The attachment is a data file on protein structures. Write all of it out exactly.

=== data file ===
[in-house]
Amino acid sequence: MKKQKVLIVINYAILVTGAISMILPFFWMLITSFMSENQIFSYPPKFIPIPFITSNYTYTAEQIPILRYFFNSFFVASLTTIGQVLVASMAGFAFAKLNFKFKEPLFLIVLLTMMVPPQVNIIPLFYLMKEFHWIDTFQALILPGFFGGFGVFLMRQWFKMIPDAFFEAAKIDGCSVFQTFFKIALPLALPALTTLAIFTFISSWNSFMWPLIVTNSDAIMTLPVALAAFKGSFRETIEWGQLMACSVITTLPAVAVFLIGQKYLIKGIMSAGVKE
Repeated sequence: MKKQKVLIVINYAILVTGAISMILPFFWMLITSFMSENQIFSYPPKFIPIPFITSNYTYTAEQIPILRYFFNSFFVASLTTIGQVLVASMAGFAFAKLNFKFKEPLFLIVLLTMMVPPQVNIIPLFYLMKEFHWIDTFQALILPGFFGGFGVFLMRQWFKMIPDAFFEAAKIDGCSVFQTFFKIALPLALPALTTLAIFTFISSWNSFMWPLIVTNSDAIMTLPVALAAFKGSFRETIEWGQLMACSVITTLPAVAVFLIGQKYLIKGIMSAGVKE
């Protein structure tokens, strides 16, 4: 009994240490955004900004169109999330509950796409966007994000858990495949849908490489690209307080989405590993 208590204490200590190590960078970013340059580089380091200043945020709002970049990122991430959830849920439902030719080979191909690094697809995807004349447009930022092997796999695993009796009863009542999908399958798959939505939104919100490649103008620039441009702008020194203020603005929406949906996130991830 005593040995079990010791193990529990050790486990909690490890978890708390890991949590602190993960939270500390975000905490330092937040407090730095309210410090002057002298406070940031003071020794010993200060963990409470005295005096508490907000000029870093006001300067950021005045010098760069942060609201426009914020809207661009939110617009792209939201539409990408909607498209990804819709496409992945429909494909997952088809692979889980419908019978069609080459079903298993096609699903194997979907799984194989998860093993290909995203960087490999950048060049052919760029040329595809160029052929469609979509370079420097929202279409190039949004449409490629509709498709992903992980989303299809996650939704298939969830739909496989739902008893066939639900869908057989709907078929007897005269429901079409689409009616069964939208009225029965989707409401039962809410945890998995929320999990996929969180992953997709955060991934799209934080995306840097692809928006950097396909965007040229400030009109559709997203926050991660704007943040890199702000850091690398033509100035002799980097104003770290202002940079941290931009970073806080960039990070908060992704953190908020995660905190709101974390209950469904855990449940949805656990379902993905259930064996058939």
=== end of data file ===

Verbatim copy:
[in-house]
Amino acid sequence: MKKQKVLIVINYAILVTGAISMILPFFWMLITSFMSENQIFSYPPKFIPIPFITSNYTYTAEQIPILRYFFNSFFVASLTTIGQVLVASMAGFAFAKLNFKFKEPLFLIVLLTMMVPPQVNIIPLFYLMKEFHWIDTFQALILPGFFGGFGVFLMRQWFKMIPDAFFEAAKIDGCSVFQTFFKIALPLALPALTTLAIFTFISSWNSFMWPLIVTNSDAIMTLPVALAAFKGSFRETIEWGQLMACSVITTLPAVAVFLIGQKYLIKGIMSAGVKE
Repeated sequence: MKKQKVLIVINYAILVTGAISMILPFFWMLITSFMSENQIFSYPPKFIPIPFITSNYTYTAEQIPILRYFFNSFFVASLTTIGQVLVASMAGFAFAKLNFKFKEPLFLIVLLTMMVPPQVNIIPLFYLMKEFHWIDTFQALILPGFFGGFGVFLMRQWFKMIPDAFFEAAKIDGCSVFQTFFKIALPLALPALTTLAIFTFISSWNSFMWPLIVTNSDAIMTLPVALAAFKGSFRETIEWGQLMACSVITTLPAVAVFLIGQKYLIKGIMSAGVKE
């Protein structure tokens, strides 16, 4: 009994240490955004900004169109999330509950796409966007994000858990495949849908490489690209307080989405590993 208590204490200590190590960078970013340059580089380091200043945020709002970049990122991430959830849920439902030719080979191909690094697809995807004349447009930022092997796999695993009796009863009542999908399958798959939505939104919100490649103008620039441009702008020194203020603005929406949906996130991830 005593040995079990010791193990529990050790486990909690490890978890708390890991949590602190993960939270500390975000905490330092937040407090730095309210410090002057002298406070940031003071020794010993200060963990409470005295005096508490907000000029870093006001300067950021005045010098760069942060609201426009914020809207661009939110617009792209939201539409990408909607498209990804819709496409992945429909494909997952088809692979889980419908019978069609080459079903298993096609699903194997979907799984194989998860093993290909995203960087490999950048060049052919760029040329595809160029052929469609979509370079420097929202279409190039949004449409490629509709498709992903992980989303299809996650939704298939969830739909496989739902008893066939639900869908057989709907078929007897005269429901079409689409009616069964939208009225029965989707409401039962809410945890998995929320999990996929969180992953997709955060991934799209934080995306840097692809928006950097396909965007040229400030009109559709997203926050991660704007943040890199702000850091690398033509100035002799980097104003770290202002940079941290931009970073806080960039990070908060992704953190908020995660905190709101974390209950469904855990449940949805656990379902993905259930064996058939």